Phenomenal growth. There's no other way to succinctly describe the general pro dealer economy and the overall business climate during the past year for the 2005 PROSALES 100, our annual survey and ranking of the nation's top construction suppliers. Fueled by record housing starts, a strong remodeling market, and high commodity wood prices, building material dealers and specialty distributors posted what for many was the most successful year in their pro sales history. Balance sheets were solidly in the black, and a staggering 95 firms out of the PROSALES 100 registered double-digit growth, with 25 companies reporting a sales surge of 40 percent or more (see "The 25 Fastest ").

Leading the pack was The Strober Organization, which through acquisitions of Lowe's Contractor Yards and Moore's Lumber, added units and increased sales by a whopping 170.8 percent. "We added the 42 stores and have been integrating those companies into the Strober family to establish intimacy with customers from market to market," says Alan Schulman, corporate marketing manager for the Brooklyn, N.Y.–based pro dealer. "But we had organic growth in 2004 as well. We had an increase in same-store sales that would have been around 25 to 28 percent [notwithstanding] the acquisitions."

While impressive, that 25 to 28 percent still would have trailed Alexandria, Va.–based Smitty's Building Supply, the 2004 industry organic growth leader with an astounding 77.5 percent leap in same-store sales. "It was a fantastic year," says Smitty's president Jeff Smith. "For years we've always been telling each other, ‘If we really wanted to, we could double our sales or have a 50 percent increase,' and last year we said, ‘Let's go after it, let's get aggressive.'"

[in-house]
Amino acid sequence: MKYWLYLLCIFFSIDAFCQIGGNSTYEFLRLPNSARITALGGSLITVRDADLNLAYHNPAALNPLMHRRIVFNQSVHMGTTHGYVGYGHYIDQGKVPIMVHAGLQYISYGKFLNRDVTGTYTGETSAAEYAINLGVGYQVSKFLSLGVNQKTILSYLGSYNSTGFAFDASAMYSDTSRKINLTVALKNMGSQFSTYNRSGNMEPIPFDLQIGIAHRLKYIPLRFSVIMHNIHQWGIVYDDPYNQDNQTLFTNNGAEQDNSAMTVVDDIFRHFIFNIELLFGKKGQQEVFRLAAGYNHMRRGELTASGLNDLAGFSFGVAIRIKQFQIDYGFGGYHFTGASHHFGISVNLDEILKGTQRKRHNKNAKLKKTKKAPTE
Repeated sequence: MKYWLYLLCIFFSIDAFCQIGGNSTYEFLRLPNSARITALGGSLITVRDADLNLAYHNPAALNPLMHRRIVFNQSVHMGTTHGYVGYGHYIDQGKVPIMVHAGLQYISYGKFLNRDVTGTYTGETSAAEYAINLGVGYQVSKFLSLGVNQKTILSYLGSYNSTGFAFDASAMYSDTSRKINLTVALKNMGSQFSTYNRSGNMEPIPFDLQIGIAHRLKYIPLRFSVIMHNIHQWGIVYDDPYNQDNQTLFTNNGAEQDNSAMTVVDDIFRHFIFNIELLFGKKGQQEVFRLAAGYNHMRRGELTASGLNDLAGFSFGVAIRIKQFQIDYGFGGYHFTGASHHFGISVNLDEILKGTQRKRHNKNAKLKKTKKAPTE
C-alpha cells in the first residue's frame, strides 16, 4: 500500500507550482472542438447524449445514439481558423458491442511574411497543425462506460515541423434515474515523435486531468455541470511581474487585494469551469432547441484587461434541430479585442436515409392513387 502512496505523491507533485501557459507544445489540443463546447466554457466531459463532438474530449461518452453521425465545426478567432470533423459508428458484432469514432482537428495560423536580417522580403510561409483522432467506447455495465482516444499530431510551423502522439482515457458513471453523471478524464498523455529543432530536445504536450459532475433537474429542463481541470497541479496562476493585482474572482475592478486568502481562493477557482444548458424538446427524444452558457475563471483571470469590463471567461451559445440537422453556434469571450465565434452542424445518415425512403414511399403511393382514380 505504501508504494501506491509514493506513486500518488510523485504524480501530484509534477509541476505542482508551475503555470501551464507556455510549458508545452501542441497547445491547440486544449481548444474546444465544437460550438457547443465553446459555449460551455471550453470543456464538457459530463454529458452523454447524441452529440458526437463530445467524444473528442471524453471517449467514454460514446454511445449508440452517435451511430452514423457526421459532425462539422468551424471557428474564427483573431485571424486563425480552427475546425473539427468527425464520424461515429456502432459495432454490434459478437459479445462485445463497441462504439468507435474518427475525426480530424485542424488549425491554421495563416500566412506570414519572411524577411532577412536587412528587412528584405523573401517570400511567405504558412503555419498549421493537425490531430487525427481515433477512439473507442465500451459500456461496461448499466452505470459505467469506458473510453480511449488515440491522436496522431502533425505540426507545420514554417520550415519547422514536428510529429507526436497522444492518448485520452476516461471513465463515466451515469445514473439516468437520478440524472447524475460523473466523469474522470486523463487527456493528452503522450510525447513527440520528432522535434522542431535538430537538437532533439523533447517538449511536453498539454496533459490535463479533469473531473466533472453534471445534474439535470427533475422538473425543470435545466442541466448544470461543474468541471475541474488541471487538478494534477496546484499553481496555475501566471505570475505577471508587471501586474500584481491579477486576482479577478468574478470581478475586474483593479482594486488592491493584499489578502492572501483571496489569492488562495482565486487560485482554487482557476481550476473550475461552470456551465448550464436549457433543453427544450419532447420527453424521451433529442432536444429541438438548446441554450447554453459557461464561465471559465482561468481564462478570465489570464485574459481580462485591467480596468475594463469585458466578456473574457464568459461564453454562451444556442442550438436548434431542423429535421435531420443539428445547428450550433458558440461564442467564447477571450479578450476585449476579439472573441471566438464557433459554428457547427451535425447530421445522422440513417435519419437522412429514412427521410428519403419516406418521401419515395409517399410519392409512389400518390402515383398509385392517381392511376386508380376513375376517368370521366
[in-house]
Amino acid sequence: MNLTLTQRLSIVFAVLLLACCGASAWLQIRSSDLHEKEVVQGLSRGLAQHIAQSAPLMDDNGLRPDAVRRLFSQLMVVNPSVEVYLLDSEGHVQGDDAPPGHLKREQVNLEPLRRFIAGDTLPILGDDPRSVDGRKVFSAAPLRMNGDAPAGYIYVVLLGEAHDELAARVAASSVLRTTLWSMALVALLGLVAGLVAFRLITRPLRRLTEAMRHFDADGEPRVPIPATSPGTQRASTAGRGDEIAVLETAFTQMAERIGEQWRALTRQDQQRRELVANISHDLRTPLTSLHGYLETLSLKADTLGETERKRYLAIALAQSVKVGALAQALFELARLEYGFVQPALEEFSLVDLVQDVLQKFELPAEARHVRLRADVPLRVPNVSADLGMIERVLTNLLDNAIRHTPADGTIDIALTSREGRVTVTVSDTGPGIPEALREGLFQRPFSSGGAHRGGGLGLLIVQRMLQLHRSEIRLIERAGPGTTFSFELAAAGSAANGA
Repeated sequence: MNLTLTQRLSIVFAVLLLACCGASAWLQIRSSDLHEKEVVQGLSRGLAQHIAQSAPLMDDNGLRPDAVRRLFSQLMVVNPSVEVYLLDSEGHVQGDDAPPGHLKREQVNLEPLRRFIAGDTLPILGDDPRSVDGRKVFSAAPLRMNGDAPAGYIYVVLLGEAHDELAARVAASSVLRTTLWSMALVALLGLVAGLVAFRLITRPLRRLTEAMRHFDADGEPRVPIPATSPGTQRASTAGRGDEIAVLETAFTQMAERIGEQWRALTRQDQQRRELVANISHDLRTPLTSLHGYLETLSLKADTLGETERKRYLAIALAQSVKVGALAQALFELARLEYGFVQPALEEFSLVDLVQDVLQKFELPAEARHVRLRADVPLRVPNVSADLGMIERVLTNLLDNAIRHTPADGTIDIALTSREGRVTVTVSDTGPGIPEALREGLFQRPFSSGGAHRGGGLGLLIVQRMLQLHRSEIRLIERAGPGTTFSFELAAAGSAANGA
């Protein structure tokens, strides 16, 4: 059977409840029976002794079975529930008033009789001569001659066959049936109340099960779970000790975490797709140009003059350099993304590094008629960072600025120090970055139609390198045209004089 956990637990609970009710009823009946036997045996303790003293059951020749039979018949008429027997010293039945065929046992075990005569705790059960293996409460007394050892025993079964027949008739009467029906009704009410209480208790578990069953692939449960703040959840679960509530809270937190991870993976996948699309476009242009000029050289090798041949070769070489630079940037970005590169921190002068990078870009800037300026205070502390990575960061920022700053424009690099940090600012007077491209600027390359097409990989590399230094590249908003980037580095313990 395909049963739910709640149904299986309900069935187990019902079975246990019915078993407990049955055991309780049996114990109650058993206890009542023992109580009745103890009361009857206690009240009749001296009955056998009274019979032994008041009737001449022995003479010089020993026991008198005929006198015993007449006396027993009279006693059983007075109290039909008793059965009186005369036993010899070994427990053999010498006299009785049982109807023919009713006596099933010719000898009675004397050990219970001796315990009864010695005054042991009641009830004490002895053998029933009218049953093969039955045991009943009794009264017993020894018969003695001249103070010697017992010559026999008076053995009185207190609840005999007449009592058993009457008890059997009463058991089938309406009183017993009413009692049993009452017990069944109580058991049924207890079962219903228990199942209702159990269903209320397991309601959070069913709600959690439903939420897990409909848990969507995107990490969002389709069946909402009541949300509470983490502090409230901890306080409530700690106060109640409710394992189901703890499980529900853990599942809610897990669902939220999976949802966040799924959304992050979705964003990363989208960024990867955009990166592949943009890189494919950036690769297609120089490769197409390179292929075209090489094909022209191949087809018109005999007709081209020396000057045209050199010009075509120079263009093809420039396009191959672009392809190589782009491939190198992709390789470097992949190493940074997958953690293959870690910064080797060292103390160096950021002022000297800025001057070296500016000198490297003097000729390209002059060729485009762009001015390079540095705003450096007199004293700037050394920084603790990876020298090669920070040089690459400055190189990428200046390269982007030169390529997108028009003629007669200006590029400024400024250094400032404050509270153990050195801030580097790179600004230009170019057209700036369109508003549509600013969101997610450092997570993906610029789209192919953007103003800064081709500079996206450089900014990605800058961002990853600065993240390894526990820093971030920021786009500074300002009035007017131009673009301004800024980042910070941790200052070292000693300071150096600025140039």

Big Prices, Big Demand

Like most in the PROSALES 100, Smitty's and Strober enjoyed a commodity lumber market in 2004 that hit lucrative pricing highs for both dimensional and panel products. "The entire industry was impacted in a positive way with inflationary [commodity wood] prices," says Schulman. "One could argue that about 20 percent of growth across the industry was due to prices rising, [approximately] 50 percent in panel and 20 percent in lumber."

In what turned out to be a fantastic pro dealer economic scenario, demand for both lumber and panels increased even as prices spiked. On March 23, Portland, Ore.–based Western Wood Products Association released preliminary data showing that lumber demand in 2004 reached a record 61.8 billion board feet, an increase of 8.4 percent above the previous high set in 2003. According to the association, all of the growth in lumber consumption came in new residential construction and repair and remodeling, with record housing starts pushing residential lumber use to 26.7 billion board feet and a hot remodeling market consuming an all-time-high 19.5 billion board feet.